Sean McCormack: Away From the Podium

Posted by Sean McCormack
July 24, 2008
Six-Party Talks at ASEAN Regional Forum

More on Secretary Rice's Travel to the Middle East, Asia and the Pacific
Behind the Scenes: Secretary Rice Attending ASEAN Meeting in SingaporeAbout the Author: Sean McCormack serves as Department Spokesman and Assistant Secretary for Public Affairs.

OK, a day of diplomacy in the books. After a non-stop series of bilats (diplo-speak for "bilaterals," meaning meetings between the foreign ministers and staffs of two countries) listed in my earlier post, we moved on to the world of multilateral diplomacy. First up, a meeting between selected foreign ministers from ASEAN countries and Secretary Rice. The cameras and journalists were ushered out after Foreign Minister Yeo of Singapore (our host) and Secretary Rice made opening remarks. Each of the other ministers in turn then had an opportunity to make remarks, which varied according to each country's relationship with the United States. (Singapore, the Philippines, Burma, Malaysia, Laos, Cambodia, Vietnam, Indonesia and Thailand participated in the meeting.)

Next up was the informal meeting among foreign ministers of the Six-Party talks, which was organized by the Chinese government who chairs the meetings of the six parties. While this was billed as an informal gathering of the foreign ministers, this would be the first time Secretary Rice would have met her North Korean counterpart so media interest was intense. All the ministers gathered in a room down the hall from the actual meeting room prior to the start of the meeting. The North Korean foreign minister arrived last and was greeted outside the door by the Chinese foreign minister. Secretary Rice then greeted the North Korean minister and shook his hand and he went on to greet the other three ministers in the room. The six then started down the hallway six abreast and did a little choreography along the way to set who would be next to whom upon entering the meeting room.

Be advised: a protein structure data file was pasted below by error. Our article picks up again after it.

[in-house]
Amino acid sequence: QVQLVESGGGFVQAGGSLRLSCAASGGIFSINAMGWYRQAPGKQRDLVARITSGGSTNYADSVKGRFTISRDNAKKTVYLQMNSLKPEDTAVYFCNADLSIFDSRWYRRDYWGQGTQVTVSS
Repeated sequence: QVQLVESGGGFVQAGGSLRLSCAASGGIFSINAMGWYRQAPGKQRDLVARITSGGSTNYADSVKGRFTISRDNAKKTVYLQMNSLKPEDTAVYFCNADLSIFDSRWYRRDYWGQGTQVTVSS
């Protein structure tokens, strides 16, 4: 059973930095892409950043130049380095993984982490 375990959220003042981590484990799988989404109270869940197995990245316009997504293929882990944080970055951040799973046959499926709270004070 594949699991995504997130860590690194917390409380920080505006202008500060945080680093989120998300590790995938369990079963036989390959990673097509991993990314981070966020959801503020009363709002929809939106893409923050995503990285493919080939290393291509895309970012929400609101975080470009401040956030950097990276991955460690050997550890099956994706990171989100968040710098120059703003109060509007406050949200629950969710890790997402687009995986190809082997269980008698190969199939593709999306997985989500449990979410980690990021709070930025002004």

Now, this is the point where most of you see the ministers (or main meeting participants) enter the room, and they are trailed by numerous, nameless others who are recognized only by close family and friends as they flicker across endless cable TV loops of the moment. This meeting was no different, and because there were six ministers entering at the same time, they were followed by entourages suitable for a heavyweight boxing championship bout. "Who are all those people?" you might ask. Some are security, some are advance people, some are experts accompanying the ministers, and some are folks who in small but critical ways keep the wheels turning for their minister.

After navigating the phalanx of cameras and journalists lining the entrance, the ministers walked up to a small riser, where they stood for pictures and then took their seats. Chinese Foreign Minister Yang made some opening remarks for the cameras. Once he was done, we were all shooed out (save for the ministers and one expert per country) to hover outside the closed meeting room doors. I usually have a seat at these meetings, but the Chinese hosts whittled down participation to just the Secretary and two Six-Party U.S. negotiators. It came down to me or one of our key negotiators. As I am not integral to the negotiation process, which requires too much time in Pyongyang (been there, done that), I came up with plan "B." I would quietly take one of the many seats that typically line the walls of a meeting like this as the pile of journalists, advance types, and security details exited the room. However, I had been outdone by my hoped for but not to be hosts; they had removed all chairs except for those marked for negotiators manifested for the meeting. Each chair was filled, which would have left me standing awkwardly on the sidelines. I considered the possibility, but the hosts had also matched exactly the number of headsets to hear interpretation with the number of seats. I had been completely outflanked, and I knew it. So, I exited with the dwindling number of journalists, camera and sound men, advance types, and security details. Thus, the crowd (minus journalists who had left to file stories) hovered, mingled, checked blackberries (don't have my iPhone yet), and spoke into microphones clipped to sleeve cuffs outside the meeting room doors.